After the first meeting of the citywide school board packed Tweed last month, it was a return to normal last night, as the board unanimously approved all of the contracts up for discussion before a thinly-populated crowd.
The main items of interest for the panel were the new contracts for the city schools’ vending machine suppliers. The vending contracts have received much attention in recent days because they are part of the education department’s initiative to get healthier foods into the schools, efforts that have also included restrictions on school bake sales. The contracts are also being closely scrutinized because they replace the city’s controversial no-bid contract with Snapple, which expired in August.
The panel approved the vending contracts as part of an omnibus vote that also included approval of more than 30 contracts in all, including agreements with a number of special education service and teacher professional development service providers, as well as a centralized source for schools to purchase discounted performing arts event tickets.
The contracts were widely expected to be approved, but the meeting did offer a few interesting tidbits:
- DOE officials said that they hoped that the vending contracts will drive soft drink and snack vendors to develop healthier products. “We’d like to help create the new normal,” said David Ross of the the department’s Division of Contracts and Purchasing. Education department spokesman Will Havemann said that goal was still aspirational, and that the final lists of drinks and snacks that will be vended in the machines is still being finalized. The contract nutritional guidelines, which were endorsed by a representative from the city health department last night, allow only low-calorie, naturally-sweetened, and either caffeine-free or non-carbonated beverages.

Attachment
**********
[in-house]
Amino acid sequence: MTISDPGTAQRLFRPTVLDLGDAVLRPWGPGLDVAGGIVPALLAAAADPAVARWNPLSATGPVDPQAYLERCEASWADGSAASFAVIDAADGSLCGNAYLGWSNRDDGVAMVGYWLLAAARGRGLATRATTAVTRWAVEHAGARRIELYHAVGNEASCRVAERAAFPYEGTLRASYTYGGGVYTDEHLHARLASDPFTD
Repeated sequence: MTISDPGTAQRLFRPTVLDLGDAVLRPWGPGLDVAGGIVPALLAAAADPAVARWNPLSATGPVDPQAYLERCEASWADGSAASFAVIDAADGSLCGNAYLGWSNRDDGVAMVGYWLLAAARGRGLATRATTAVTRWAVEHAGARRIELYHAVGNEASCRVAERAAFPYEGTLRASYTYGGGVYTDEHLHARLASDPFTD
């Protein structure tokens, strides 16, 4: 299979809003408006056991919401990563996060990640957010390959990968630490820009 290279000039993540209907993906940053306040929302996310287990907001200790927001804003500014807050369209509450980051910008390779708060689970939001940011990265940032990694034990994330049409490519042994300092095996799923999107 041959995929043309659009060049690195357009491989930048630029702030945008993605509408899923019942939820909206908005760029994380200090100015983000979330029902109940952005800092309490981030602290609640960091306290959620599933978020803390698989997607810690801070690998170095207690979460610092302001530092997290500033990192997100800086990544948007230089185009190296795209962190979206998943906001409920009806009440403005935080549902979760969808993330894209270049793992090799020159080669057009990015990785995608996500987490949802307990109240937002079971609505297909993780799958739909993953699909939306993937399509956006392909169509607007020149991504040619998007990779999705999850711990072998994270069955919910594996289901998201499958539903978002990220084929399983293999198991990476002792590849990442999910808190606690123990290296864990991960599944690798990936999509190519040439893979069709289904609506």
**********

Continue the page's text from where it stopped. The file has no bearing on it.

- Examples of snack foods that meet the education department’s nutritional guidelines include: reduced fat Triscuits; Baked Lay’s or Ruffles potato chips; Quaker “chewy 25% less sugar” chocolate chip granola bars; a variety of Nature’s Valley granola bar flavors; a variety of Del Monte canned fruit in 100% juice; General Mills Cheerios and Total Whole Wheat cereals; as well as more simple offerings like medium-sized apples or small- and medium-sized bananas. At the meeting, critics of the new bake sale regulations charged that prohibiting the sale of home-baked goods gives the corporate vendors of these snacks a monopoly in the school buildings.
- In business unrelated to the new snack vending contracts, Chancellor Joel Klein announced that the long-awaited RAND Corporation study on the performance of third and fifth graders affected by Mayor Bloomberg’s change in promotion policy will be released on October 15. The panel will have time to review the study’s conclusions before voting on the new proposal to expand his retention policies to all tested grades, the Chancellor said.
- And a group of varsity girls soccer players and their coaches came to the meeting to protest the education department’s decision to switch the girls’ soccer season from the spring to the fall. Teams have reported trouble mustering full teams because of schedule conflicts resulting from the switch, but the players reported more troubles as well: the girls’ teams now have to share limited field space with the boys’ teams, which creates schedule challenges that necessitate playing games on weekends and booking double- and triple-header games. Those scheduling challenges, in turn, are leading to exhaustion and injury for the players, they said. The playing schedule switch happened as a result of a deal brokered between the DOE and the New York Civil Liberties Union in January. The NYCLU had threatened the education department with a lawsuit unless they made the switch, arguing that moving the soccer season to the fall allowed female players to play on travel teams in the spring, as male players frequently do, and thus equalize their access to college soccer recruiters.